Answer Applies to: New York
    Replied: 8/23/2011
    Craig W. Elhart, P.C.
    Craig W. Elhart, P.C. | Craig Elhart
    The defendant should have a frank talk with is attorney as to what information the attorney has and how the case will be defended. The attorney works for the client and should share with the client what information he/she has.
    Answer Applies to: Michigan
    Replied: 8/23/2011
    Law Office of Andrew Subin
    Law Office of Andrew Subin | Andrew Subin
    They should give you a copy. Ask the judge next time your in court.
    Answer Applies to: Washington
    Replied: 6/26/2013
    Rose & Rose | Terry Rose
    Client is entitled to Discovery material. If your attorney is refusing to give it to you, consult with another attorney.
    Answer Applies to: Wisconsin
    Replied: 8/23/2011
    Jules N. Fiani, Attorney at Law
    Jules N. Fiani, Attorney at Law | Jules Fiani
    Yes.
    Answer Applies to: Michigan
    Replied: 6/9/2013
    Shane Law Office
    Shane Law Office | Robert J. Shane
    I would advise you to call the prosecuting attorney's office and speak with the discovery clerk. You can advise the clerk that you are representing yourself on a post conviction matter and would like to know the charge for copies of your file documents. Once you learn the amount for copy costs, write them a letter requesting the documents and enclose the copy fee. Make sure to reference the district court file number in your letter. Upon receipt of the check and letter, the discovery clerk will forward the documents to you by mail.
    Answer Applies to: Minnesota
    Replied: 8/23/2011
    Harden Law Offices
    Harden Law Offices | Leonard D. Harden
    Your lawyer should provide you a copy, if lawyer refuses you should fire lawyer and get another. The file is actually clients. In my opinion it is unethical and malpractice to not send discovery to a client.
    Answer Applies to: New Hampshire
    Replied: 8/23/2011
    Law Office of Roianne H. Conner
    Law Office of Roianne H. Conner | Roianne Houlton Conner
    Any person is entitled to a copy of his discovery. However, if you are an inmate the attorney has to mark out addresses, telephone number and social security numbers if any are in the discovery.
    Answer Applies to: Alabama
    Replied: 8/23/2011
    Law Offices of John J. Connors, Esq.
    Law Offices of John J. Connors, Esq. | John J. Connors, Esq.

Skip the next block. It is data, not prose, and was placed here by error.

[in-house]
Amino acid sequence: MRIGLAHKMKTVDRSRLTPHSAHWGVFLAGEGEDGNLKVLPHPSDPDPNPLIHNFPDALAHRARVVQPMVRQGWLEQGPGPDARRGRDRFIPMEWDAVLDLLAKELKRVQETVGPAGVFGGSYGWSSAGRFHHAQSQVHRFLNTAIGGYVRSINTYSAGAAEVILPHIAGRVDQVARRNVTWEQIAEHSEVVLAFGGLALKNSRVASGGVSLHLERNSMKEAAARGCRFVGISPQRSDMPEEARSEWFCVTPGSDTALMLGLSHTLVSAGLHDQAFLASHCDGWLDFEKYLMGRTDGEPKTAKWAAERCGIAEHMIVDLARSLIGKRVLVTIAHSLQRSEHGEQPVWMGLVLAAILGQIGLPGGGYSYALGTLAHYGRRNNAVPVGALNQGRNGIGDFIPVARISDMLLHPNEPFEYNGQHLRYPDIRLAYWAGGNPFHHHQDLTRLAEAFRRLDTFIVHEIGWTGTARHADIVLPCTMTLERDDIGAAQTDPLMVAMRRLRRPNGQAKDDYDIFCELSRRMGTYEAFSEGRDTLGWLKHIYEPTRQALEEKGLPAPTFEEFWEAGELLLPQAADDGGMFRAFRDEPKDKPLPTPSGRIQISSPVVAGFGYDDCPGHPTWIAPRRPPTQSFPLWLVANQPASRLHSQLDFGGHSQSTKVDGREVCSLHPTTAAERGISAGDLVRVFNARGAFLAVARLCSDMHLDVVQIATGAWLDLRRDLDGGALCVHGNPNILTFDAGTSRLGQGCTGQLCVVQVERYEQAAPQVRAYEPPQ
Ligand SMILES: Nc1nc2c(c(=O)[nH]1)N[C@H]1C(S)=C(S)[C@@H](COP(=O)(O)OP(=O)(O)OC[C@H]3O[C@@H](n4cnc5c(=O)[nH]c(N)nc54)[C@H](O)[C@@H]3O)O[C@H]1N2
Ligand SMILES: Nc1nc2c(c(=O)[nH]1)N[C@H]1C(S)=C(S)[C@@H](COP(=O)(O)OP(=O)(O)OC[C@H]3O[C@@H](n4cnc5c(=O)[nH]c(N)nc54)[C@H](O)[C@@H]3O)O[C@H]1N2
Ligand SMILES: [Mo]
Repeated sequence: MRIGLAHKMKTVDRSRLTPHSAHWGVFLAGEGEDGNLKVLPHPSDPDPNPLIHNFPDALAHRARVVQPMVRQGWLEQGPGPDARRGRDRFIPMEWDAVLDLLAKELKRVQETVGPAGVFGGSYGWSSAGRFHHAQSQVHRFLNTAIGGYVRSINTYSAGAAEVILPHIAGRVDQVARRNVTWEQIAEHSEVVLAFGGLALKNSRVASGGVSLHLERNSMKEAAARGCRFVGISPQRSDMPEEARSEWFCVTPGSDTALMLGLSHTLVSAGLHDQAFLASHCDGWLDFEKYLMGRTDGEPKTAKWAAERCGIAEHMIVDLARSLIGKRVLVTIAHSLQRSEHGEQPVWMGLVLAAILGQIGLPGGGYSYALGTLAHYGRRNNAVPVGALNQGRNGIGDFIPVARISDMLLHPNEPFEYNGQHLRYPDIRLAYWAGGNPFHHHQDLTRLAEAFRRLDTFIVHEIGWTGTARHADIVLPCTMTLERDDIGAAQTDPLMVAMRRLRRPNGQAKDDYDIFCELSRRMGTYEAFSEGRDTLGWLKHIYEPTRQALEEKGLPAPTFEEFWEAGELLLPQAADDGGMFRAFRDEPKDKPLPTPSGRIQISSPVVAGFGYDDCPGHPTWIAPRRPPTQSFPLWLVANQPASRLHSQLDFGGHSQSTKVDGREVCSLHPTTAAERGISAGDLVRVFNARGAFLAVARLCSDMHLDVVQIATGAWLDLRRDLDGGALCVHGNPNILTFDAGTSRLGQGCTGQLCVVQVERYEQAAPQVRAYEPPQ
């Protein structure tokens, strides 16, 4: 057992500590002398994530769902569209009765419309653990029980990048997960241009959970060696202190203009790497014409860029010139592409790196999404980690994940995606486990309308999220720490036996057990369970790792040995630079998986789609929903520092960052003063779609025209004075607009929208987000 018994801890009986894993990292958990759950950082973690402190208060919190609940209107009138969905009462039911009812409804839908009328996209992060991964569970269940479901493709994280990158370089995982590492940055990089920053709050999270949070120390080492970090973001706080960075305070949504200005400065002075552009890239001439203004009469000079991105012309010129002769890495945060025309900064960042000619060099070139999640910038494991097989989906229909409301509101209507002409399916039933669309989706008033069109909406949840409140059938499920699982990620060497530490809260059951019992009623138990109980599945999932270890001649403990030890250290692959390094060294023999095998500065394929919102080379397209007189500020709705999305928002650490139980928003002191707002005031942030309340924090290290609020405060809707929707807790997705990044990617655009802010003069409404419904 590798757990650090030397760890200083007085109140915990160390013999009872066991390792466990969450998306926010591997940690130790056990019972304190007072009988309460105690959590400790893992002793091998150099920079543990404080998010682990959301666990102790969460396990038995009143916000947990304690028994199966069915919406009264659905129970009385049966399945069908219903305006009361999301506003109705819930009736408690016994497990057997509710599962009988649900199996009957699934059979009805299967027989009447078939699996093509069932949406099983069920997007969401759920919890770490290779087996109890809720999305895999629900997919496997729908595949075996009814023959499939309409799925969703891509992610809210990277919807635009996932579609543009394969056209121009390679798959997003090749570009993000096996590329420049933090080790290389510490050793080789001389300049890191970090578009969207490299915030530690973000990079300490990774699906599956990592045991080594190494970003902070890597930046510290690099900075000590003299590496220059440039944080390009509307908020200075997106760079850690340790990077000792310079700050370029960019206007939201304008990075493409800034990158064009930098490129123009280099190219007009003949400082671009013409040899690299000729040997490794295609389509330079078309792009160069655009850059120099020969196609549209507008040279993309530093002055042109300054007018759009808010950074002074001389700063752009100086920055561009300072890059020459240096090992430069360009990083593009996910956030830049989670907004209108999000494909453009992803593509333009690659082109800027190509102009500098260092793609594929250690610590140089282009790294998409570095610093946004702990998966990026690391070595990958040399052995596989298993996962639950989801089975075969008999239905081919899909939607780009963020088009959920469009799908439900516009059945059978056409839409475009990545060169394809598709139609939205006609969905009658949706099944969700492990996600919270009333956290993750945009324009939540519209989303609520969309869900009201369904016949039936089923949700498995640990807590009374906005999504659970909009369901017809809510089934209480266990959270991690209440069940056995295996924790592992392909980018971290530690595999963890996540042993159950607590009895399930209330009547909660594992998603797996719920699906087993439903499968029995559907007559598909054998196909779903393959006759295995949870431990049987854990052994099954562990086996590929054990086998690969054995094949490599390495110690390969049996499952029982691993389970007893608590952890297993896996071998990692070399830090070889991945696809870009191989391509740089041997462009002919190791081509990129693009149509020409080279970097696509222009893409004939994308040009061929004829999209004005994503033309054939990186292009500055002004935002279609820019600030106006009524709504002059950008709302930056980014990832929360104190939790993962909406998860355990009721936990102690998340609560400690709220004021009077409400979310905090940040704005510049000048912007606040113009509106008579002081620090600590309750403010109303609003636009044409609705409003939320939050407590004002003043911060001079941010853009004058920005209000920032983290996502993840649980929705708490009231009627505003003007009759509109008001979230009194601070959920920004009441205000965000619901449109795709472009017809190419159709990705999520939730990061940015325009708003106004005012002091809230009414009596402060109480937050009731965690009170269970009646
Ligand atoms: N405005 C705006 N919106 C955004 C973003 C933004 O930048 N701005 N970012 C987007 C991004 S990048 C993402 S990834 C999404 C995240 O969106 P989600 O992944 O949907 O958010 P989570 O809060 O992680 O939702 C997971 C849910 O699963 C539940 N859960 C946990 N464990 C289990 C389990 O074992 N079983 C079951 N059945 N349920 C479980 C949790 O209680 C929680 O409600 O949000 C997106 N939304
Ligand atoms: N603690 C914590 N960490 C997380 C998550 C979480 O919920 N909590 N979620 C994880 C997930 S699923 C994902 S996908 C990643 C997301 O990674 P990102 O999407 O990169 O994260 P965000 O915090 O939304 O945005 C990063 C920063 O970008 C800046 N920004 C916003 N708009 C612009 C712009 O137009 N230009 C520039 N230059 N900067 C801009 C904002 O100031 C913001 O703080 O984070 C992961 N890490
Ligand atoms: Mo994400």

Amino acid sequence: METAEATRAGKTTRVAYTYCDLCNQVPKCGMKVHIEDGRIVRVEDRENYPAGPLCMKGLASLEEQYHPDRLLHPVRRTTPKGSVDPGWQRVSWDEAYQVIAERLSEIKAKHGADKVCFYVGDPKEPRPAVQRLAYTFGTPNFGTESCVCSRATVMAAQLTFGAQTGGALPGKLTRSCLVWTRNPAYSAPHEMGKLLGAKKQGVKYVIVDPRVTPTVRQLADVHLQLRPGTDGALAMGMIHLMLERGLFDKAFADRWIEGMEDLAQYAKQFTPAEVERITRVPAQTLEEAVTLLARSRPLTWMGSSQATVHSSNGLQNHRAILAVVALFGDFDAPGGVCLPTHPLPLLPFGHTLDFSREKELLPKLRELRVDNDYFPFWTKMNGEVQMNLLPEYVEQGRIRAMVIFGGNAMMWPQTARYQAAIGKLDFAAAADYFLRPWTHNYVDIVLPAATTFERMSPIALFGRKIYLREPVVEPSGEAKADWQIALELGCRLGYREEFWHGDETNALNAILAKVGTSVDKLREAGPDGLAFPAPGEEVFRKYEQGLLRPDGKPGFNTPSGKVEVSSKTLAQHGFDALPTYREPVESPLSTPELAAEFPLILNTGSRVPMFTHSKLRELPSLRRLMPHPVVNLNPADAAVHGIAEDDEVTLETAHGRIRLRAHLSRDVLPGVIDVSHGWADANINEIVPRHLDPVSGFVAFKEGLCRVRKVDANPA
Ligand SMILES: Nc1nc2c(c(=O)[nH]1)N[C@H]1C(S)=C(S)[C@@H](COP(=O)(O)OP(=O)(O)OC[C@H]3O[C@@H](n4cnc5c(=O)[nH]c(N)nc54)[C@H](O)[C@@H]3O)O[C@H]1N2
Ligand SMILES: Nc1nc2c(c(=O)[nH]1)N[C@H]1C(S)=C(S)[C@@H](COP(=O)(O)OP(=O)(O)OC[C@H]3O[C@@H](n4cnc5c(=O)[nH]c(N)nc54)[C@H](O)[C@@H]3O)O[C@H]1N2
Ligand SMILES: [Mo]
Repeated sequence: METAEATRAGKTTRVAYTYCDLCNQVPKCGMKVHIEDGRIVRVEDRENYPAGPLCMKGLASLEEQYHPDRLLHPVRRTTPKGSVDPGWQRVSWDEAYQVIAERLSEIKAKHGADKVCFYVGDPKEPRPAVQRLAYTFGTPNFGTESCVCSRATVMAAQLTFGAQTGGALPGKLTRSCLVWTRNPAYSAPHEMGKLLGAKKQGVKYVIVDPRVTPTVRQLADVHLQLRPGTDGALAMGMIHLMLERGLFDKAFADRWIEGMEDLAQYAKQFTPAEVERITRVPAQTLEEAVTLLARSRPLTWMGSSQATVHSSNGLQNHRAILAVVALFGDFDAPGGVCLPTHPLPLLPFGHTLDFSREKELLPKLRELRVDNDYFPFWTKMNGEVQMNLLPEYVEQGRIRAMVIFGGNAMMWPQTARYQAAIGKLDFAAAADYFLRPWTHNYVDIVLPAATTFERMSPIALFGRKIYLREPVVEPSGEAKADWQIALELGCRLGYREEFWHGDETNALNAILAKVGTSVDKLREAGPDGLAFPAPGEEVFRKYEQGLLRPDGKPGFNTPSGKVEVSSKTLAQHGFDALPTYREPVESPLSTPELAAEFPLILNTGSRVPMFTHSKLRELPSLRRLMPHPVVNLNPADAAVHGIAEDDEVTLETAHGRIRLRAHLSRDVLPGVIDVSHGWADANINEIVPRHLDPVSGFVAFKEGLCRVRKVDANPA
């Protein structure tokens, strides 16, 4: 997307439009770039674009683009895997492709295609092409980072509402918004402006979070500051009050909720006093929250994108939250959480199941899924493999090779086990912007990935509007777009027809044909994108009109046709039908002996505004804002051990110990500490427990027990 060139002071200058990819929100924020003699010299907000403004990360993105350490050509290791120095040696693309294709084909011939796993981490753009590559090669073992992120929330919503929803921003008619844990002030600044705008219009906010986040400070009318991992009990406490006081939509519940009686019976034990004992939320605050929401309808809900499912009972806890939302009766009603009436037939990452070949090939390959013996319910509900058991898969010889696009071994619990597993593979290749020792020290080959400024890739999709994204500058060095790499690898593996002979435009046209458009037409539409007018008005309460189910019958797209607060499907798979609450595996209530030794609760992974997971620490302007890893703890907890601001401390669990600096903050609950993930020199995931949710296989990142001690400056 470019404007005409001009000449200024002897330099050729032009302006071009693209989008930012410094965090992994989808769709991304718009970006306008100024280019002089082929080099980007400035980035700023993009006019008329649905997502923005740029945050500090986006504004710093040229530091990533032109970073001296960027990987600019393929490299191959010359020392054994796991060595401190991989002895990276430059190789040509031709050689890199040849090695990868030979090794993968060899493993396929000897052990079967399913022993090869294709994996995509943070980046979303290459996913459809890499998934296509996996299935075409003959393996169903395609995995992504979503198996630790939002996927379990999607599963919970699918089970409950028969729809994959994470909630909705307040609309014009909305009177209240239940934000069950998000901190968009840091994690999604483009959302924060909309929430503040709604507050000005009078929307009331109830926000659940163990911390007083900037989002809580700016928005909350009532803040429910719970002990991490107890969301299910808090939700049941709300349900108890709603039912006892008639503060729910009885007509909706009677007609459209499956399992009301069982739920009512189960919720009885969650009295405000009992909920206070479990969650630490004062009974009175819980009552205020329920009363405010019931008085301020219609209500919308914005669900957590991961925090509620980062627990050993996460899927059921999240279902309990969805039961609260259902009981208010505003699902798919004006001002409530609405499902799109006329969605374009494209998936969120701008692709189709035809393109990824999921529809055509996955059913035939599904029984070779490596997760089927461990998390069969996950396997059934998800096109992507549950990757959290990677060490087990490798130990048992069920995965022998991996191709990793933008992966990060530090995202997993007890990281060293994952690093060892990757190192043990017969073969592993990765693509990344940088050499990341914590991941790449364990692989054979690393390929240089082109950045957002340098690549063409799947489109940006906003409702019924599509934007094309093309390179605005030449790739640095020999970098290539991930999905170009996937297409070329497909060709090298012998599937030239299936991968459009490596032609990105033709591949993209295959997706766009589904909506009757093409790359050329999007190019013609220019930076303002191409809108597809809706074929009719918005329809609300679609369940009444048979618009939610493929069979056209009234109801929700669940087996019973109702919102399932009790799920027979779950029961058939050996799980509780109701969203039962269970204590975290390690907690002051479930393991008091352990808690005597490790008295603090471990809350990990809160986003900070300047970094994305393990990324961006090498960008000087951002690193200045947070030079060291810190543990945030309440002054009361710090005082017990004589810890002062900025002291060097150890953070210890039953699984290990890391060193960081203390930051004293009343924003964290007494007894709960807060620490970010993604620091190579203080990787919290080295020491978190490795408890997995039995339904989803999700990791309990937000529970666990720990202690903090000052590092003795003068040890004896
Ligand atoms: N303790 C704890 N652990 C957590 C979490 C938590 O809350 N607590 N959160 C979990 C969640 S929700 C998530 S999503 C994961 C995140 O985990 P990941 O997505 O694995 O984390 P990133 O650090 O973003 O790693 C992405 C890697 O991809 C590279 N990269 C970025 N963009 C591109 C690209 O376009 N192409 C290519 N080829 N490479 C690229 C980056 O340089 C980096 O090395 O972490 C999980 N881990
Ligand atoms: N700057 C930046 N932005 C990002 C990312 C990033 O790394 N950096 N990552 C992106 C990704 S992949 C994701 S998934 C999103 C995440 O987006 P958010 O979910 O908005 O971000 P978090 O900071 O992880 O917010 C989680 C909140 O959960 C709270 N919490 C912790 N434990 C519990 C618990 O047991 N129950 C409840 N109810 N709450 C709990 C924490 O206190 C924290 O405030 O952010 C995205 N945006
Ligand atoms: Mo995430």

Any good lawyer would provide discovery to you at your request. If the lawyer is not satisfactory, you need to change attorneys. There should be a good working relationship between the client and the attorney whether you are on the street or incarcerated. The attorney works for you. An assistant district attorney would deal with the attorney and not the client. In a written letter, ask the attorney to detail what discovery has been provided and ask him or her to provide copies of everything to you. If he does not comply, ask him or her to remove himself or herself from the case and hire someone you can work with.
    Answer Applies to: Massachusetts
    Replied: 8/23/2011
    Law Offices of George Woodworth & Associates
    Law Offices of George Woodworth & Associates | George Woodworth
    Discovery in a criminal case is the right of the Defendant to get access to all of the police reports, lab and expert reports, and all evidence of any kind that the prosecution intends to use against him. Normally, when the Defendant is represented, the Attorney will provide the client with copies of this discovery. However, the Attorney may not give his client the address of any prosecution witness. This and any info that could result in revealing such addresses must be deleted from any discovery given to Defendant. Most Attorneys provide their clients with proper copies of these reports, but if he refuses the Judge may intervene. If that doesn't work then the District Attorney has the original, and a copy can be purchased from that office. If all this fails then you should contact an experienced Defense Attorney for assistance.
    Answer Applies to: California
    Replied: 8/23/2011
    Law Offices of John Carney
    Law Offices of John Carney | John Carney
    You are entitled to a copy of your file, including all motions, discovery, and accusatory instruments. Write your attorney and ask for a copy of the file and if he does not respond write a letter to the court indicating that your request was ignored. Do not make any motions pro se, you may make inadvertent admissions and the court will ignore them anyway.
    Answer Applies to: New York
    Replied: 8/23/2011
    Thomas J. Tomko Attorney At law
    Thomas J. Tomko Attorney At law | Thomas J. Tomko
    You need to go through the attorney. If there is no cooperation, then you need to let the Judge know at the next hearing. If this is still a problem, then there may be a breakdown in the attorney client relationship such that the Judge will appoint a different attorney I hope that this was helpful.
    Answer Applies to: Michigan
    Replied: 8/23/2011
    Cynthia Henley, Lawyer
    Cynthia Henley, Lawyer | Cynthia Henley
    You must get any discovery through your lawyer. Generally, there is nothing for you to "get". The lawyer should review whatever the lawyer receives with you, and tell you about whatever the lawyer inspects that is in the possession of the state or law enforcement. You are not entitled to a copy of the offense report.
    Answer Applies to: Texas
    Replied: 8/23/2011
    Aaronson Law Firm
    Aaronson Law Firm | Michael Aaronson
    If you're attorney has the discovery, but refuses to give it to you, contact the bar and make a complaint.
    Answer Applies to: Texas
    Replied: 8/22/2011
    Smith & John
    Smith & John | Kenneth Craig Smith, Jr.
    You should be able to obtain a copy from the Clerk of Court.
    Answer Applies to: Louisiana
    Replied: 8/22/2011
    Eric J Schurman, Attorney at Law
    Eric J Schurman, Attorney at Law | Eric James Schurman
    Your attorney is not allowed to give you a copy of discovery with court approval.
    Answer Applies to: Washington
    Replied: 8/22/2011
    Gutin and Wolverton
    Gutin and Wolverton | Harley Gutin